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Friday, October 13, 2006

The Water In the Canary Islands

Galerías de agua

Years ago, on a trip to the Bananera Jardines del Atlantico - a park constructed from an old banana plantation in the Valle San Lorenzo in the south of Tenerife - I learned how water is obtained on this island via galerías (underground galleries) in the mountains, which was explained by the use of a working model of the island.

In an article from locally "adopted son", historian and University Professor, Manuel J. Lorenzo Perera, we learn a little more about this process of obtaining water from these underground sources, with photos of the gallery in the El Palmar valley in area of the aptly named Monte del Agua (Water Mountain). This is also the area that contains and you can visit, some of the island's only last remaining bits of ancient laurisilva (subtropical cloud forest endemic to the islands).

Many people, including locals, do not know that there are no rivers from which to obtain fresh water on these islands, nor do they know from where the water is obtained. Nobody explains that you shouldn't fill the bath, nor run the shower or tap for a long time, out of respect for this scarce and difficult to obtain resource.

Perera calls the water trade "Un negocio doblemente subterráneo" (A doubly underground business), given that it is where it physically takes place and the manner in which, in days of old, that it was managed. The two men who are pictured in the article are amongst those who had worked in this dangerous business, wading about in water with no boots, no safety equipment, no work contracts, no health or accident coverage and in an atmosphere full of dangerous gasses.

Most of the galleries in Tenerife were opened during the 20th Century and are horizontal tunnels, orientated to extract what has always been a scarce and precious resource. The galleries vary in length, between 1,000 and 2,000 meters, which were excavated - with dynamite and hand tools - 3/4 of a meter, or a meter at most with an experienced worker, during the 8 to 12 hour working day. It wasn't until the 1950's, when any sort of mechanization was introduced.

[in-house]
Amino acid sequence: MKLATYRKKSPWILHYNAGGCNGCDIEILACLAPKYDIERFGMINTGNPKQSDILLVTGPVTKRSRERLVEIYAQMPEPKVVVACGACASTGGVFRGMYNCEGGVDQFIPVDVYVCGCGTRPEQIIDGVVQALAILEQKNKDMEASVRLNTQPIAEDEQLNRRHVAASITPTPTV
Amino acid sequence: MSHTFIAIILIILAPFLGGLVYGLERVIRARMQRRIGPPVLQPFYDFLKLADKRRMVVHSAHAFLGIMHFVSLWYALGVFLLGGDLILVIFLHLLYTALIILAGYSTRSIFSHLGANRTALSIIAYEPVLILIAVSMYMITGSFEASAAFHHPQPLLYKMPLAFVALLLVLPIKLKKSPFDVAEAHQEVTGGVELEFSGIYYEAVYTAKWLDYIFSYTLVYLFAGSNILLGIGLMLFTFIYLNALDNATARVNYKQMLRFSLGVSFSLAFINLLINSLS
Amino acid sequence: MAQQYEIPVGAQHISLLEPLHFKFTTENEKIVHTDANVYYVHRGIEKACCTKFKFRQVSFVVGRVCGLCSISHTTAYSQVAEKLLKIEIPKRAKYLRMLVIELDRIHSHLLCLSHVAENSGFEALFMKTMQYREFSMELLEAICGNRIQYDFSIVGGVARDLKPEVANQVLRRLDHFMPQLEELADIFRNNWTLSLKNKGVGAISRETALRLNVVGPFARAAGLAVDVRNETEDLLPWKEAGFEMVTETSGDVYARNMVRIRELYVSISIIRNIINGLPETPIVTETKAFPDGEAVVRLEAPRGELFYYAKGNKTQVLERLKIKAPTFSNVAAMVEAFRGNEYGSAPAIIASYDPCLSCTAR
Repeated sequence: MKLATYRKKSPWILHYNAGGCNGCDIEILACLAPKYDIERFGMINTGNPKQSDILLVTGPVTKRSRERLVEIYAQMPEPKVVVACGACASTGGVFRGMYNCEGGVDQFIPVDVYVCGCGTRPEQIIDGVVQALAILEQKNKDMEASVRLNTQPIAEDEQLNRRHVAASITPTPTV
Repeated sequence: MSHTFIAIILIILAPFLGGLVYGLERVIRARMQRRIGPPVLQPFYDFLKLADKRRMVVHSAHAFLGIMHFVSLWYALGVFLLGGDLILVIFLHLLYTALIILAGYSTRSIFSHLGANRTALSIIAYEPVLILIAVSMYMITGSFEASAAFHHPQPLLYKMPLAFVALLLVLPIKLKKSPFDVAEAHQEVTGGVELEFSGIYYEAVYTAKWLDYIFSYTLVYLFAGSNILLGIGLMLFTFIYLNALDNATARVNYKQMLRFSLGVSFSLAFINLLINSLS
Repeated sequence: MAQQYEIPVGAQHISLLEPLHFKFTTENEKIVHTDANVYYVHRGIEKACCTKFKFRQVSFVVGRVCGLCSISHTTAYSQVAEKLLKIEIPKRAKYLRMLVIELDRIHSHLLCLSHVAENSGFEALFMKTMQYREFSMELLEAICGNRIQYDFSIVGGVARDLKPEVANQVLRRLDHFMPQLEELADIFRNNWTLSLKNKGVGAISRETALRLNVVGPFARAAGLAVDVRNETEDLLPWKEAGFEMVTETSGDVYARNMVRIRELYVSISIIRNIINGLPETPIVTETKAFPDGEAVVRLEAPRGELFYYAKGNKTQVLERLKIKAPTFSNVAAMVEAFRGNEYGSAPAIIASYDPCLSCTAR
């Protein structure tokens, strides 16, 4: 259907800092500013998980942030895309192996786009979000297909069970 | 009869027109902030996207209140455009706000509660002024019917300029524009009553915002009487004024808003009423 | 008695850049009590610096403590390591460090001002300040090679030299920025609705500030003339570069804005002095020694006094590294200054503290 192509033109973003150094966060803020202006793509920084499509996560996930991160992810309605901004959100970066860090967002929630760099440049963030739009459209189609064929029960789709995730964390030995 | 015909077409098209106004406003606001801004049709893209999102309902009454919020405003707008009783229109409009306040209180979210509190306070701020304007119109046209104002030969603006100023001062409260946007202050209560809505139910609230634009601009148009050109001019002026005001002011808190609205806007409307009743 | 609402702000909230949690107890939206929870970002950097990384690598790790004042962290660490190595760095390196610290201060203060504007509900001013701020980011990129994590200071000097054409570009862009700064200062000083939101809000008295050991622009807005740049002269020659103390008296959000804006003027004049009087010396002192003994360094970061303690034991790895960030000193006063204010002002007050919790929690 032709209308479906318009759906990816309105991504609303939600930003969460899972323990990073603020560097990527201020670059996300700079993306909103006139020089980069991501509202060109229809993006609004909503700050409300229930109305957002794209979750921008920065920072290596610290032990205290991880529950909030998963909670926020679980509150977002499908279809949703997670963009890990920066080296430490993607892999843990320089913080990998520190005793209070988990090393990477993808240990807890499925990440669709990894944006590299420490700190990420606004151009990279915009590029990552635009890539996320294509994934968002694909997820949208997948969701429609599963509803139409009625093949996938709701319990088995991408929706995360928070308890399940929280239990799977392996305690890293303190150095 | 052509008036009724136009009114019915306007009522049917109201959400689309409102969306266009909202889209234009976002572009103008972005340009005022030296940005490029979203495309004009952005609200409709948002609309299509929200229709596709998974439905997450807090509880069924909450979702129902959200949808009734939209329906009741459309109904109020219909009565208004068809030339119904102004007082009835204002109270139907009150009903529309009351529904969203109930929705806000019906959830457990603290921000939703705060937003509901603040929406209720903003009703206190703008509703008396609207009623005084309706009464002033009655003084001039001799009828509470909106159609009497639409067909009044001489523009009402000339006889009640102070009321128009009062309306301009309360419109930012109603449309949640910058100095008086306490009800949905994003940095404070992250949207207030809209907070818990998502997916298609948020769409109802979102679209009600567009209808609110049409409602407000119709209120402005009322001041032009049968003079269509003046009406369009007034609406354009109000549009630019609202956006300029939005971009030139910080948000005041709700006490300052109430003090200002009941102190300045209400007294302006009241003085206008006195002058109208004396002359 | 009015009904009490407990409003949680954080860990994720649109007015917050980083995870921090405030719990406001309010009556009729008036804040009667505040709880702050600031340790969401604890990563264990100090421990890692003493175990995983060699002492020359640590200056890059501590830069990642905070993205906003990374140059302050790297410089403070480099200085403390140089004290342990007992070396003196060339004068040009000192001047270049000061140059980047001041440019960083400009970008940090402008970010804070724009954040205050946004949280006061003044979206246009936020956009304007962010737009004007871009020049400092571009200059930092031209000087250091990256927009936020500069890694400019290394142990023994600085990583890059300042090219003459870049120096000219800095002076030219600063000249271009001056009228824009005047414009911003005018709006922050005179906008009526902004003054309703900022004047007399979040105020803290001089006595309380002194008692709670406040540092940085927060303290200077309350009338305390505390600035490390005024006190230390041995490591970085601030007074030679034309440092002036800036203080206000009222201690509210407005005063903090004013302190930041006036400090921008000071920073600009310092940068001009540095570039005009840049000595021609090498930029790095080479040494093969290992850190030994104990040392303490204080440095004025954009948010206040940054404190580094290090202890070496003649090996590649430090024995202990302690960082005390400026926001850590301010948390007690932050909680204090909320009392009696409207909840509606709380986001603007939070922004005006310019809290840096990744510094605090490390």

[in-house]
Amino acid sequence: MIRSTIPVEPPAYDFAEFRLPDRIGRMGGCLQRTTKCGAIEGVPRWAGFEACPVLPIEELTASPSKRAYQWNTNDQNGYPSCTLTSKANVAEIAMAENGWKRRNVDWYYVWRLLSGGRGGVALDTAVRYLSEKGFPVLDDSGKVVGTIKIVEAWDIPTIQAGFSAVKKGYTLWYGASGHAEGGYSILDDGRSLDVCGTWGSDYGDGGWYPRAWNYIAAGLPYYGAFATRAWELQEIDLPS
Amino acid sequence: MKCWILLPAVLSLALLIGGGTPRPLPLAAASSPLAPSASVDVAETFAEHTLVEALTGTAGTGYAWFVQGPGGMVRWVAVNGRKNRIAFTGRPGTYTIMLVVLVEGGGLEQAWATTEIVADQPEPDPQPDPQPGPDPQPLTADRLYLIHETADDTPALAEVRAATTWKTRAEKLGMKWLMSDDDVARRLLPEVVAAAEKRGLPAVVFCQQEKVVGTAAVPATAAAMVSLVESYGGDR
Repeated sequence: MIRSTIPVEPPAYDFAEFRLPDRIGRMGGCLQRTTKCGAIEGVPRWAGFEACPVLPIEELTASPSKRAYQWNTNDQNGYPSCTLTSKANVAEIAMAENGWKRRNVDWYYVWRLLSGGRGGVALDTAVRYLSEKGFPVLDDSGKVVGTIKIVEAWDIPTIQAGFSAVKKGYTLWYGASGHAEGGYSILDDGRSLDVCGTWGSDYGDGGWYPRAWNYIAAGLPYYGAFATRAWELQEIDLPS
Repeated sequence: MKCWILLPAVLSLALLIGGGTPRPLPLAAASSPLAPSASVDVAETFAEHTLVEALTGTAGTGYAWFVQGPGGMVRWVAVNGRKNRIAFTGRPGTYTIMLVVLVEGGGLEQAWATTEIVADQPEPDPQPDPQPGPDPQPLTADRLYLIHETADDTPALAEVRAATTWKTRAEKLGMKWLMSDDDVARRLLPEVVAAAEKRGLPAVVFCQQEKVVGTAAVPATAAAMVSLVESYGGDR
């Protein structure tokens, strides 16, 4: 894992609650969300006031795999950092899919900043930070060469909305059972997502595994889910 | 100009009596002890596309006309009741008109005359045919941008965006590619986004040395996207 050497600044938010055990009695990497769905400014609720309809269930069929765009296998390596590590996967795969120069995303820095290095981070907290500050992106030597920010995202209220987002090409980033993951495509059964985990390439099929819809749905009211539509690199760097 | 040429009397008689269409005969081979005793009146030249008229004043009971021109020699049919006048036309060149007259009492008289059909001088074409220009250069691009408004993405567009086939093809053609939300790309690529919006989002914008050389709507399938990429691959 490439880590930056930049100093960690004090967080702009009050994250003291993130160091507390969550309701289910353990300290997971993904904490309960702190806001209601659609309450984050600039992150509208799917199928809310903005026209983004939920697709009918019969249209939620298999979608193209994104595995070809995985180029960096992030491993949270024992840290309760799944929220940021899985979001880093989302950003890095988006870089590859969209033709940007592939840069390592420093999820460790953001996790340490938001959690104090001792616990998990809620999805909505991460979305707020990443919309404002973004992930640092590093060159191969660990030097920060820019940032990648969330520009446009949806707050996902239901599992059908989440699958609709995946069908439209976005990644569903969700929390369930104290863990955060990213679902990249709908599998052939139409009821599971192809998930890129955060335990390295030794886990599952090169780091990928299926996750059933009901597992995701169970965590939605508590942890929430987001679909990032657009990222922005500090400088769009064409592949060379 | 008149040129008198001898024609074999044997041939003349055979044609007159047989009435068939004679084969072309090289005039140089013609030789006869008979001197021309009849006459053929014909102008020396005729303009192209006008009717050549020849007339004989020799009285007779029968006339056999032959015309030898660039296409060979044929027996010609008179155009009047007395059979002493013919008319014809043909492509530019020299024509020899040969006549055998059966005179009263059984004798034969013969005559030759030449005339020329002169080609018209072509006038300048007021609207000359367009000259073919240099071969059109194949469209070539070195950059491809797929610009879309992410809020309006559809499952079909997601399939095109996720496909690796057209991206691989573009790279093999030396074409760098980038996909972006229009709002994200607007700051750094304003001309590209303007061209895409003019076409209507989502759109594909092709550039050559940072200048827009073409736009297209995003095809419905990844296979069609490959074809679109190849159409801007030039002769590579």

For many young men in this area, working in these water mines was the only employment available to complement working the land for subsistence. It was an unknown world worked, in blood and sweat, in deplorable conditions, by these authentic hombres-topos (mole-men) down in the dark tunnels.

In those days, the water was not a matter for the local council either. Once it was excavated, it was channeled to a "trusted source" who then saw to distributing it, via private "shareholders", to the enclaves they considered convenient.

These labour conditions explain why throughout the history of the galleries, quite unsurprisingly, there have been numerous grave accidents: loss of limbs, loss of partial or total hearing from the blasts and even the death of some miners.

It is therefore unsurprising that when the gallery of El Carmen in Las Portelas here in the El Palmar valley was first opened, a niche was constructed to the right-hand side of the entrance, in which was placed a small image of the Virgen del Carmen.

Outside the gallery there is a rosebush of small roses and every day, the daughters of the miners would take roses to offer to the virgin, when they took food to their fathers, both to protect their ancestors and so that we never lack the water of life.

(With tap water still being declared unsuitable for drinking in various areas, including this, because of elevated levels of fluoride - something one can be a little more tolerant of knowing how lucky we are to get any water, under these circumstances - perhaps it's time to go up the hill and check that the virgin has enough roses?)

El agua en Canarias. Un negocio doblemente subterráneo

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